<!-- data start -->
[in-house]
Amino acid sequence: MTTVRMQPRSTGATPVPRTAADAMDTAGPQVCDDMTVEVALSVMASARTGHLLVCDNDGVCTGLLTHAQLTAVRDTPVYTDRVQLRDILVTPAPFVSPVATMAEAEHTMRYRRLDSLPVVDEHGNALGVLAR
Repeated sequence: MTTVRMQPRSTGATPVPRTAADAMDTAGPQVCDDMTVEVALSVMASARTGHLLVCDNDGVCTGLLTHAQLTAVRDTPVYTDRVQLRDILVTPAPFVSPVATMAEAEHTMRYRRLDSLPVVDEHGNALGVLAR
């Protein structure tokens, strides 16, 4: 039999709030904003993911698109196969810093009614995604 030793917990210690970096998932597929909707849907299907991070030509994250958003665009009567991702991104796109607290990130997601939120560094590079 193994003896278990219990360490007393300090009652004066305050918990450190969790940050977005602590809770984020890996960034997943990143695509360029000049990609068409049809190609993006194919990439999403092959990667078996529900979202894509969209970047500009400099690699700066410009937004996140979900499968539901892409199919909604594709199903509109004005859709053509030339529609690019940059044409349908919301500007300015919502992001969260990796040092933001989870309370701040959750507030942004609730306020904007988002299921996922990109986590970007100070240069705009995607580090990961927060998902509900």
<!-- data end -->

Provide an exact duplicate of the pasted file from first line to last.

[in-house]
Amino acid sequence: MTTVRMQPRSTGATPVPRTAADAMDTAGPQVCDDMTVEVALSVMASARTGHLLVCDNDGVCTGLLTHAQLTAVRDTPVYTDRVQLRDILVTPAPFVSPVATMAEAEHTMRYRRLDSLPVVDEHGNALGVLAR
Repeated sequence: MTTVRMQPRSTGATPVPRTAADAMDTAGPQVCDDMTVEVALSVMASARTGHLLVCDNDGVCTGLLTHAQLTAVRDTPVYTDRVQLRDILVTPAPFVSPVATMAEAEHTMRYRRLDSLPVVDEHGNALGVLAR
């Protein structure tokens, strides 16, 4: 039999709030904003993911698109196969810093009614995604 030793917990210690970096998932597929909707849907299907991070030509994250958003665009009567991702991104796109607290990130997601939120560094590079 193994003896278990219990360490007393300090009652004066305050918990450190969790940050977005602590809770984020890996960034997943990143695509360029000049990609068409049809190609993006194919990439999403092959990667078996529900979202894509969209970047500009400099690699700066410009937004996140979900499968539901892409199919909604594709199903509109004005859709053509030339529609690019940059044409349908919301500007300015919502992001969260990796040092933001989870309370701040959750507030942004609730306020904007988002299921996922990109986590970007100070240069705009995607580090990961927060998902509900």